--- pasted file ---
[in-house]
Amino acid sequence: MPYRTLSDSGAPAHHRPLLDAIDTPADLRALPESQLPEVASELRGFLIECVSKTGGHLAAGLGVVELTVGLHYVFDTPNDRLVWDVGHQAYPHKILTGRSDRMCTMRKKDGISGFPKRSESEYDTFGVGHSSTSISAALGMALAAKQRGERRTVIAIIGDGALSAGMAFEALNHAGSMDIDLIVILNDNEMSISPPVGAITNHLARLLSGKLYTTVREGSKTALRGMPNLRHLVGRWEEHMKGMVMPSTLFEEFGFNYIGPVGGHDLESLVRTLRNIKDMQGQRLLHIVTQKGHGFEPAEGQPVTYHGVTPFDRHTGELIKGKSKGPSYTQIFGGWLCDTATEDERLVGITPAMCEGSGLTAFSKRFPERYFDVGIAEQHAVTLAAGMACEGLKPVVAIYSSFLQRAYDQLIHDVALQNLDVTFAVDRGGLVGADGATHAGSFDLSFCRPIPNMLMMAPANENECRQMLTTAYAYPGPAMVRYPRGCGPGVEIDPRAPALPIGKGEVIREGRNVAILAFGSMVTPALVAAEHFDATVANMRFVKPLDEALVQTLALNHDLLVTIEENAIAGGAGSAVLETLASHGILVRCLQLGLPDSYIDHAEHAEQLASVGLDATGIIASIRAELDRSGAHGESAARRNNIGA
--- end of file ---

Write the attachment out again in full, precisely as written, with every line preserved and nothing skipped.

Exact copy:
[in-house]
Amino acid sequence: MPYRTLSDSGAPAHHRPLLDAIDTPADLRALPESQLPEVASELRGFLIECVSKTGGHLAAGLGVVELTVGLHYVFDTPNDRLVWDVGHQAYPHKILTGRSDRMCTMRKKDGISGFPKRSESEYDTFGVGHSSTSISAALGMALAAKQRGERRTVIAIIGDGALSAGMAFEALNHAGSMDIDLIVILNDNEMSISPPVGAITNHLARLLSGKLYTTVREGSKTALRGMPNLRHLVGRWEEHMKGMVMPSTLFEEFGFNYIGPVGGHDLESLVRTLRNIKDMQGQRLLHIVTQKGHGFEPAEGQPVTYHGVTPFDRHTGELIKGKSKGPSYTQIFGGWLCDTATEDERLVGITPAMCEGSGLTAFSKRFPERYFDVGIAEQHAVTLAAGMACEGLKPVVAIYSSFLQRAYDQLIHDVALQNLDVTFAVDRGGLVGADGATHAGSFDLSFCRPIPNMLMMAPANENECRQMLTTAYAYPGPAMVRYPRGCGPGVEIDPRAPALPIGKGEVIREGRNVAILAFGSMVTPALVAAEHFDATVANMRFVKPLDEALVQTLALNHDLLVTIEENAIAGGAGSAVLETLASHGILVRCLQLGLPDSYIDHAEHAEQLASVGLDATGIIASIRAELDRSGAHGESAARRNNIGA